John Strachan is at war - and the battleground is his Oakleigh South backyard. The enemy? Some 23 centimetres of brown and black feathers, piercing eyes and a screech to match.
Or, as Strachan succinctly puts it, "the world's most hated bird" — the Indian myna.
There are just three of them left in his yard now, "the cunning ones", Strachan says.
"I had a plague of them around here. A neighbour was feeding them. I caught about 150 and haven't had many since, except for these three . . . they become wise to it after a while."
Strachan is just one of many like-minded 'suburban environmentalists' taking the growing problem of these aggressive birds into their own hands.
Indian mynas are in the top 100 of the world's most invasive species, and were voted as the nation's most significant pest in the ABC Wildwatch Australia Survey in 2005 — beating the cane toad and cockroach.
Indian mynas were introduced to Melbourne in the 1860s to combat insects in market gardens. Now, it is estimated their numbers have swelled to the millions — they can lay up to seven eggs in one clutch, three times a year.
Research based on 20 years of ornithologists' observations recently proved what many birdwatchers had long claimed — that the Indian myna was squeezing out native species by stealing food and nesting spaces.
But controlling the growing ranks of these so-called 'flying rats' is the choice of landowners. In Victoria, the Department of Primary Industries has yet to officially declare it a pest animal but people can capture and destroy them humanely.
Enter the Yarra Indian Myna Action Group, one of the first community groups dedicated to controlling and reducing mynas locally.
From humble beginnings in Melbourne's north-east in 2010, it has led the charge in culling the birds. and now has about 380 traps in circulation, selling them right along Melbourne's outer eastern and south-eastern corridor, from Ringwood to Ferntree Gully to Berwick.
The purpose-built wire traps are baited with dry cat or dog food, luring in up to a dozen birds at a time. They are then humanely euthanased either by gas or having their necks broken.
YIMAG's vice-president Max Caithness says native bird species have declined 50 per cent in the past 15 years and part of this can be attributed to the Indian myna.
"They are highly adaptable to their environment and there's considerable loathing of them — people don't like their aggressiveness. Once their numbers grow, they certainly aren't nice."
The mynas' aggression goes much further than just driving other birds away — Caithness has heard reports of them throwing baby kookaburras out of nests, killing smaller birds and even driving possums out of their hollows.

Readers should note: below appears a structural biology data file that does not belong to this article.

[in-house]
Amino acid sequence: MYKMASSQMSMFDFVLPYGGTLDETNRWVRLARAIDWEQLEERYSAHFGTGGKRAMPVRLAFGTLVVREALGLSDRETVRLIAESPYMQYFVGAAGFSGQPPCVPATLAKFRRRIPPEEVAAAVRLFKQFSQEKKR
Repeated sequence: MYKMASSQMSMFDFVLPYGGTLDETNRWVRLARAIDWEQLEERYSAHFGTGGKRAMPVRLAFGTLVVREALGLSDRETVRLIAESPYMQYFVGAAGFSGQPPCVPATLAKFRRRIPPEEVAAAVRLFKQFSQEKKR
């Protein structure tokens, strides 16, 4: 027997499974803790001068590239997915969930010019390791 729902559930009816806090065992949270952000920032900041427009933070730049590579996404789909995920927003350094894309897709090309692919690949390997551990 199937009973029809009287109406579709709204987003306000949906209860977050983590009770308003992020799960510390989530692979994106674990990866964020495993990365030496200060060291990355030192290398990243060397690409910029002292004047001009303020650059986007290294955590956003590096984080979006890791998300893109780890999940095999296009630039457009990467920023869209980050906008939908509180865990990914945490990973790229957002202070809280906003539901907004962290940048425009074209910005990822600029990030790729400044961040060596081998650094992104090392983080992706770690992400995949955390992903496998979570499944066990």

Home owners find them creating nests in eaves, or discover roof gutters clogged with the rubbish they gather and dump.
Caithness estimates the number of destroyed birds is higher than the 3000 the group has on its records — but even still, it has barely made a dent in the population.
"We're hopeful of other groups forming so they can take control of their own areas, but for it to really take off we really need something happening in the council chambers. We're not going to make an impact until we start catching thousands in each shire."
While YIMAG has had support from the Shire of Nillumbik, not many other councils have jumped on board in supporting community efforts.
Yarra Ranges Shire is one of the few and has sponsored workshops teaching residents how to build their own trap and humanely kill the birds.
Montrose resident Roger Rooks attended one such workshop to take the problem into his own hands.
"We had about a dozen of them outside our bedroom window. They'd gotten into the eaves and were making such a noise and mess. I reckon since using the trap we've seen the return of the smaller birds, like the little blue wrens."
As much as he's pleased with the results, Rooks says having to kill the birds himself was "no good".
"The first time you do it, it's not pleasant. You have this inbuilt thing, I think, not to kill birds. It just doesn't seem right. But once you realise the damage the mynas do, it's easier.
"I was surprised by the positive response we got when neighbours heard what we were doing."
Strachan agrees that councils and other levels of government need to get on board. "If people aren't wanting to kill them themselves, they could take them to a council depot where they can be gassed," he suggests.
Strachan himself has no qualms about destroying the birds. He bought his trap through YIMAG directly, and as a plumber has seen his fair share of the damage they cause.
"They're a pest. It's no different to getting rid of rabbits. I reckon they've increased in the past two years.
''I just had to do something, they were driving me nuts with the mess and the noise. I love the birds, I love to see them around - but not the foreigners."
Recent research by the Invasive Animals Co-operative Research Centre and Australian National University has shown significant decline in 11 species since the introduction of mynas — crimson rosella numbers had fallen from 5.9 a square kilometre to 2.4, sulphur crested cockatoos by 2 a square kilometre, and kookaburras by about 0.4.
These figures could be the impetus needed to finally get the bird officially listed as a pest. The Department of Primary Industries is developing a new invasive species management bill due to be submitted to Parliament by 2014.
If the myna is listed, it could pave the way for more government-sponsored action.
Until that day, Strachan will continue his backyard crusade against those last three "cunning ones". "I just can't catch these last few . . ."
What do you think? Post a comment below.